Whether your last relationship was a brief affair or years in the making, breakups are always tough to handle. For many of us, the five stages of grief include sulking, series binging on your favorite TV shows, drowning your sorrows with multiple pints of Ben & Jerry’s, and staunch avoidance. Still surrounded by mementos of your ex and your relationship, sometimes the easiest response to your emotional state is to sit on the couch and do nothing at all. That is, until your best friend comes over to deliver a much-needed pep talk and finds you buried beneath a pile of post-relationship clutter.
With a little push, you admit that it’s time to get organized and get on with your life. To help guide the process of cleaning up after the breakup, here are five simple tips for excising your ex and all his/her stuff from your home: Keep reading »
When I first moved back home with my parents after a nasty breakup, there was much to be embarrassed about. What was a 26-year-old (and eventually 27-year-old) doing moving back into her childhood bedroom? Why couldn’t I have become an investment banker so I had thousands of dollars saved for a situation like that? I had to see my parents every single day and answer their myriad questions about where I was going, what I was doing, and if that was what I was really wearing. (Yes.) I had to ask permission to borrow their cars. I had to explain to guys from online dating that I lived with my parents. And, of course, I had vibrators, lingerie and sex books to hide.
But moving back with the ‘rents was the best possible decision for sure. I don’t want to sleep on anyone’s couch and I especially don’t want to wear out my welcome on anyone’s couch. More importantly, though, I was a shellshocked. I needed some TLC, lots of margaritas, and several seasons of “Keeping Up With The Kardashians” on Netflix Instant — as well as time, space, and rent-free living — to get myself back on my feet. When I move back to New York City into a new apartment next weekend, I will take my love and gratitude towards Mom and Dad right along with me. Here are four things I’ve learned after moving back in with my parents — for better or for worse — as an adult… Keep reading »
I usually don’t find myself cheering for lawsuits, but this one is an exception: a jilted bride from Chicago is suing her ex-fiancé for the costs of the wedding after he cheated on her at his Las Vegas during his bachelor party and then called the wedding off when he got caught.
Pardon my ’90s expression, but “You go, girl!” Keep reading »
Two months ago, I packed up my life into all the suitcases and storage boxes I could find. My kitchen supplies went in storage. A Reiss cocktail dress I’d bought to wear for my own engagement party at some unforeseen date went to my sister’s. My books are still piles up in my parents’ living room. I left baby photos of Ex-Mr. Jessica, given to me by his grandma back when he referred to me as “the one,” behind in our old bedroom along with my housekey.
Moving out of the apartment I shared with my ex-boyfriend was worse than the breakup. He made the breakup easy on me, in a way, by treating me badly. I felt hurt about being dumped, of course, but mostly I felt angry: I didn’t deserve to be dumped so suddenly, to have another woman waiting in the wings, to basically have been kicked out of my home, and to have my possessions threatened. I still feel blood-pumping anger about all that. Moving out felt so final and being forced to do it against my will totally sucked.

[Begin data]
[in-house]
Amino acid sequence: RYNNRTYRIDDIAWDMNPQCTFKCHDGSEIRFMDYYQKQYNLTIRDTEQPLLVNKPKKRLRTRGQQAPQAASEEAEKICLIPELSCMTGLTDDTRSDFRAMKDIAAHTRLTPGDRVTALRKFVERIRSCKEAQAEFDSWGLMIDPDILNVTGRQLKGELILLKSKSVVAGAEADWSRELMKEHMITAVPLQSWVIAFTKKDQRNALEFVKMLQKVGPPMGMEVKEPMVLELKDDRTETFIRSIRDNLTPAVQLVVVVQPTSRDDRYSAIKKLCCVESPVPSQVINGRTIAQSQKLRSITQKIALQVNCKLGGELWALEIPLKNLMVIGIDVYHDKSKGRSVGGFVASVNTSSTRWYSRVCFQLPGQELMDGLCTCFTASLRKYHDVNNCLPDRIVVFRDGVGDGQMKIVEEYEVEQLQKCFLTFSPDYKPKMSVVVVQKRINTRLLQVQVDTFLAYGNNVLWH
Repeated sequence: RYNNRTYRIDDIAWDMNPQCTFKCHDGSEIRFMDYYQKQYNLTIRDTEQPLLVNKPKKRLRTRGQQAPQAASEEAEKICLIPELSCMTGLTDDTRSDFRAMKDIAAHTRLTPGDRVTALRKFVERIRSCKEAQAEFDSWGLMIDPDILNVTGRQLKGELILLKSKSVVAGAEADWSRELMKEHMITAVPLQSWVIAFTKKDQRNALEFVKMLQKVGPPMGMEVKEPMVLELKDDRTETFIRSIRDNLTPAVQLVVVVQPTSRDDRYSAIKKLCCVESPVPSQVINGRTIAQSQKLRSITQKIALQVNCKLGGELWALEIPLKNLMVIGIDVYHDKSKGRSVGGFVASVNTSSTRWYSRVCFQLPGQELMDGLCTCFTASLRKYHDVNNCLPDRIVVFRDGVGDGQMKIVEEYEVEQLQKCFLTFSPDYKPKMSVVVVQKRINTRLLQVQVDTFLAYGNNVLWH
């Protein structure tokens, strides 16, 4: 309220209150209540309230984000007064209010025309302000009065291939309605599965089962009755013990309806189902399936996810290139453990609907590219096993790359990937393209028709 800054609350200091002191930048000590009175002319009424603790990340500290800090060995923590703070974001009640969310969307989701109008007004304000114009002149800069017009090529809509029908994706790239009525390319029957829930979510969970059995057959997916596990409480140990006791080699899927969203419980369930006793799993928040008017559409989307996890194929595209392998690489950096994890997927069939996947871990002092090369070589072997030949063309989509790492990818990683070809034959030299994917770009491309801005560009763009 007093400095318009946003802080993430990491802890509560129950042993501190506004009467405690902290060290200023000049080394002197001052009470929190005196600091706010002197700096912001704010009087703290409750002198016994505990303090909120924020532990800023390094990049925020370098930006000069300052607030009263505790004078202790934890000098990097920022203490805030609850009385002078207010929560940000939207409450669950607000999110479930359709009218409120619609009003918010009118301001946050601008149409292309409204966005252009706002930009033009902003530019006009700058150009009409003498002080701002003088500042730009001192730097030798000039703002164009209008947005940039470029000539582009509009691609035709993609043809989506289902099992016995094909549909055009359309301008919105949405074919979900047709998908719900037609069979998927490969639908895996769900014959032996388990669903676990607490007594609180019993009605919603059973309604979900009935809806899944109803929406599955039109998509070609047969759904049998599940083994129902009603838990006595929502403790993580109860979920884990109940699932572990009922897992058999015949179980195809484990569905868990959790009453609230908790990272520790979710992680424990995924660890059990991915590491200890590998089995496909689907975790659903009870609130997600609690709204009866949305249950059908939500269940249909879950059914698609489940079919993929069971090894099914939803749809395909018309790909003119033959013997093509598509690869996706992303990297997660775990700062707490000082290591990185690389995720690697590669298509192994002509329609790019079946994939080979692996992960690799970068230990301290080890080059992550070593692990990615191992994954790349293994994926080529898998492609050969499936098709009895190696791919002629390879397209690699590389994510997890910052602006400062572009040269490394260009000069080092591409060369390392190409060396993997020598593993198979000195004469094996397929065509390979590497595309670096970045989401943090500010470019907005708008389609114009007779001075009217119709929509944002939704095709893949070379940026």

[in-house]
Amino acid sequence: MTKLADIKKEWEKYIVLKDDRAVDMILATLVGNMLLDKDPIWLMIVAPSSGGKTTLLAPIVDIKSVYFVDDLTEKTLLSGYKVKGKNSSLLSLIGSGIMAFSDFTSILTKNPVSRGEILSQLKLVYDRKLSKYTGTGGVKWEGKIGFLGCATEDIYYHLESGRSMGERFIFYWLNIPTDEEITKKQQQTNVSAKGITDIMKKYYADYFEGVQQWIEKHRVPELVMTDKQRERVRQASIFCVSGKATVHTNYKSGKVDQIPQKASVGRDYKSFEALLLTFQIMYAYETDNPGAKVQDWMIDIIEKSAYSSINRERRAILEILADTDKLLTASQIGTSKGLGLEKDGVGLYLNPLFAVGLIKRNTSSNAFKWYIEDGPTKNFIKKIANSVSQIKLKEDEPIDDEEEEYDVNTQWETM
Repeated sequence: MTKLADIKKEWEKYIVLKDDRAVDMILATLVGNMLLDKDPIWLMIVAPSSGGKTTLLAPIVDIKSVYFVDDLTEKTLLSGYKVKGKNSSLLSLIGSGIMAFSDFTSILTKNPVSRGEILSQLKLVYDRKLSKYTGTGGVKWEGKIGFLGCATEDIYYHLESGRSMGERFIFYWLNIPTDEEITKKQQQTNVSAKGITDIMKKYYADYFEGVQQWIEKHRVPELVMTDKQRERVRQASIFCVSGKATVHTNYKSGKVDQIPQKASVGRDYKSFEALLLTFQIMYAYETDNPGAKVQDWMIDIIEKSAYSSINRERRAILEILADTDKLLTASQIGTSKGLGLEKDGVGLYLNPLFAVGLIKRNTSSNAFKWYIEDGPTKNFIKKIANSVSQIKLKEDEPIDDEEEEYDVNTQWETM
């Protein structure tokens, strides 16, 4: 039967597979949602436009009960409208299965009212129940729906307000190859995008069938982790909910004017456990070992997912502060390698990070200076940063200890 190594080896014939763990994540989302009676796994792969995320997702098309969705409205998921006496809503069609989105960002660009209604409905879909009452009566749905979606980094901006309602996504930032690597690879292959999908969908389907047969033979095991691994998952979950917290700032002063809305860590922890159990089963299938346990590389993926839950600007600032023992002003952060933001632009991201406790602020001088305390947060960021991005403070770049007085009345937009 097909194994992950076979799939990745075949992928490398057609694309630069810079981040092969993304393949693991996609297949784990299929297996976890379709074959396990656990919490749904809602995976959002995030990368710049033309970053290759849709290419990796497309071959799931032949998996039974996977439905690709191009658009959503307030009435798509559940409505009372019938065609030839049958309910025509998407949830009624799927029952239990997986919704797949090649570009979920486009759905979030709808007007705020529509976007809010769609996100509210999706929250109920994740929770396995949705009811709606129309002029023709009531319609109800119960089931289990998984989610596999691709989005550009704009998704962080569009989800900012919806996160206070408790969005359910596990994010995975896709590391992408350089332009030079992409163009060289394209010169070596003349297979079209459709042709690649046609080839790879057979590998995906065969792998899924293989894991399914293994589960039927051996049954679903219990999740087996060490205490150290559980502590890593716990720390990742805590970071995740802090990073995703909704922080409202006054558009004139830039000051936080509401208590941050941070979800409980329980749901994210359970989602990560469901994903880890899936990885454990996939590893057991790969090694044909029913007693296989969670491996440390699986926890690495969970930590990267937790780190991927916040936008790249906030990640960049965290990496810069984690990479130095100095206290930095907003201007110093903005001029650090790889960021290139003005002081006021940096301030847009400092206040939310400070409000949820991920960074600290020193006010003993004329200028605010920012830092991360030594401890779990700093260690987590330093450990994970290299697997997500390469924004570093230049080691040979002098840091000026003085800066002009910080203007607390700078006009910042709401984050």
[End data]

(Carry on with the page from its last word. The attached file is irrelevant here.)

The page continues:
I’ve spent a lot of time on my own these past two months. I’ve done a lot of thinking and hurting and growing. I feel ready — or mostly ready — to leave my parents’ house in Connecticut where I’ve been staying and move back out on my own again. A single woman. A city girl again. Sigh. It turns out moving out on my own again is hard, too. Keep reading »
You lose a lot of things in a breakup. You lose your partner, of course. But also to varying degrees you lose your feelings of security, dignity and trust. You lose that incredible French toast recipe only he committed to memory and all the TV shows you had saved in your TiVo queue. Maybe, like me, you only realize after the fact that you left behind your apron, a bunch of your socks, and a pair of mittens. Or, horror of horrors, also like me, you leaped out of bed one night, furiously looking in the designated Bag O’ Sex Toys you discreetly moved out of your apartment, looking for that one vibrator with the out-of-this-world speeds … and you realize you lost it. Keep reading »
Of all the aspects that were difficult about my recent breakup from my boyfriend of two years, the hardest was moving out of the apartment that we shared together. You can verbally say all kinds of things: we’re broken up, we’re on a break, we’re seeing other people, whatever. Those words might change from day to day. But pulling your sundresses off the closet hangers feels final. Same goes for taking your face wash out of the shower. I built a life, a relationship, with someone and then all of a sudden, it was just my things in an apartment that was now his. Keep reading »
As Erin already pointed out, there will be some point in your career as a twentysomething when someone will break your heart. There’s also a chance you’ll break someone’s heart. Either way, there’s a good chance that someone will be your roommate, making cutting ties an even bigger bitch than usual. Here are the dos and don’ts of breaking up with your live-in boyfriend from girls who’ve done it. Keep reading »